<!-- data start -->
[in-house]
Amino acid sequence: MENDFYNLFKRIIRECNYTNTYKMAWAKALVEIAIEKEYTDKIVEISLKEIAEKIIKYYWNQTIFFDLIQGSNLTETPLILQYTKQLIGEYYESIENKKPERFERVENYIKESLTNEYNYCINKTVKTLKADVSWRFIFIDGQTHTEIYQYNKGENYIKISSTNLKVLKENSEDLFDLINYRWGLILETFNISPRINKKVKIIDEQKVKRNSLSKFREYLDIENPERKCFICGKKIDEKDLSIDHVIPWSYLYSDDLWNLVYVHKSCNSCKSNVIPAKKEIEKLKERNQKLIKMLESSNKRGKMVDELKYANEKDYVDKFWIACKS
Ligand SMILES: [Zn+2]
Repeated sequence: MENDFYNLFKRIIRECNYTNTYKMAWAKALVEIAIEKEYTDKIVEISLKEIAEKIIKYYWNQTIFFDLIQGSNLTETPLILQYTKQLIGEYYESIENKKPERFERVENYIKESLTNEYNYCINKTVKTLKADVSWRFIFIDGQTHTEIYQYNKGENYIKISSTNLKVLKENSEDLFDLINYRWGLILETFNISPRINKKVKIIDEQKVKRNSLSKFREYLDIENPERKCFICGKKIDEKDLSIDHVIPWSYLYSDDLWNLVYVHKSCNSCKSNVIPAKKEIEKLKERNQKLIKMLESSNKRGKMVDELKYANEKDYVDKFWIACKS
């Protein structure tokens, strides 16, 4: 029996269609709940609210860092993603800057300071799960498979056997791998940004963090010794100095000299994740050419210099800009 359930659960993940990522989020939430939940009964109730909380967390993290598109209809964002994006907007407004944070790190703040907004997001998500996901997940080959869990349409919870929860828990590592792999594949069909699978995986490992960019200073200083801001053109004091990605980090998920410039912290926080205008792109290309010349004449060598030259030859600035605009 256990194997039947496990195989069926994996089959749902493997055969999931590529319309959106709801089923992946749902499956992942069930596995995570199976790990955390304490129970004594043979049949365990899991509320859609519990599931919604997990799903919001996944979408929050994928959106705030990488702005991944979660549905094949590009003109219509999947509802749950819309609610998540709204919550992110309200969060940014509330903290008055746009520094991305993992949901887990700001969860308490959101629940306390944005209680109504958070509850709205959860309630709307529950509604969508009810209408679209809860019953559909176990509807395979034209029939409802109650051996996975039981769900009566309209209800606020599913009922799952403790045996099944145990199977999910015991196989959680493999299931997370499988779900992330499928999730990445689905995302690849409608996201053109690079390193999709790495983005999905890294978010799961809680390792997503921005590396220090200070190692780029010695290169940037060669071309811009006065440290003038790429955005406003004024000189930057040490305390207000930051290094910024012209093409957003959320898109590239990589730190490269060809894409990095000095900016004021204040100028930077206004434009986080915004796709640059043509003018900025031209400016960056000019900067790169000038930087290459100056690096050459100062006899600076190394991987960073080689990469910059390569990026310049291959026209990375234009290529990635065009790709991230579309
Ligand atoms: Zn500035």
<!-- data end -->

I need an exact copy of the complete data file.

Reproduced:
[in-house]
Amino acid sequence: MENDFYNLFKRIIRECNYTNTYKMAWAKALVEIAIEKEYTDKIVEISLKEIAEKIIKYYWNQTIFFDLIQGSNLTETPLILQYTKQLIGEYYESIENKKPERFERVENYIKESLTNEYNYCINKTVKTLKADVSWRFIFIDGQTHTEIYQYNKGENYIKISSTNLKVLKENSEDLFDLINYRWGLILETFNISPRINKKVKIIDEQKVKRNSLSKFREYLDIENPERKCFICGKKIDEKDLSIDHVIPWSYLYSDDLWNLVYVHKSCNSCKSNVIPAKKEIEKLKERNQKLIKMLESSNKRGKMVDELKYANEKDYVDKFWIACKS
Ligand SMILES: [Zn+2]
Repeated sequence: MENDFYNLFKRIIRECNYTNTYKMAWAKALVEIAIEKEYTDKIVEISLKEIAEKIIKYYWNQTIFFDLIQGSNLTETPLILQYTKQLIGEYYESIENKKPERFERVENYIKESLTNEYNYCINKTVKTLKADVSWRFIFIDGQTHTEIYQYNKGENYIKISSTNLKVLKENSEDLFDLINYRWGLILETFNISPRINKKVKIIDEQKVKRNSLSKFREYLDIENPERKCFICGKKIDEKDLSIDHVIPWSYLYSDDLWNLVYVHKSCNSCKSNVIPAKKEIEKLKERNQKLIKMLESSNKRGKMVDELKYANEKDYVDKFWIACKS
């Protein structure tokens, strides 16, 4: 029996269609709940609210860092993603800057300071799960498979056997791998940004963090010794100095000299994740050419210099800009 359930659960993940990522989020939430939940009964109730909380967390993290598109209809964002994006907007407004944070790190703040907004997001998500996901997940080959869990349409919870929860828990590592792999594949069909699978995986490992960019200073200083801001053109004091990605980090998920410039912290926080205008792109290309010349004449060598030259030859600035605009 256990194997039947496990195989069926994996089959749902493997055969999931590529319309959106709801089923992946749902499956992942069930596995995570199976790990955390304490129970004594043979049949365990899991509320859609519990599931919604997990799903919001996944979408929050994928959106705030990488702005991944979660549905094949590009003109219509999947509802749950819309609610998540709204919550992110309200969060940014509330903290008055746009520094991305993992949901887990700001969860308490959101629940306390944005209680109504958070509850709205959860309630709307529950509604969508009810209408679209809860019953559909176990509807395979034209029939409802109650051996996975039981769900009566309209209800606020599913009922799952403790045996099944145990199977999910015991196989959680493999299931997370499988779900992330499928999730990445689905995302690849409608996201053109690079390193999709790495983005999905890294978010799961809680390792997503921005590396220090200070190692780029010695290169940037060669071309811009006065440290003038790429955005406003004024000189930057040490305390207000930051290094910024012209093409957003959320898109590239990589730190490269060809894409990095000095900016004021204040100028930077206004434009986080915004796709640059043509003018900025031209400016960056000019900067790169000038930087290459100056690096050459100062006899600076190394991987960073080689990469910059390569990026310049291959026209990375234009290529990635065009790709991230579309
Ligand atoms: Zn500035």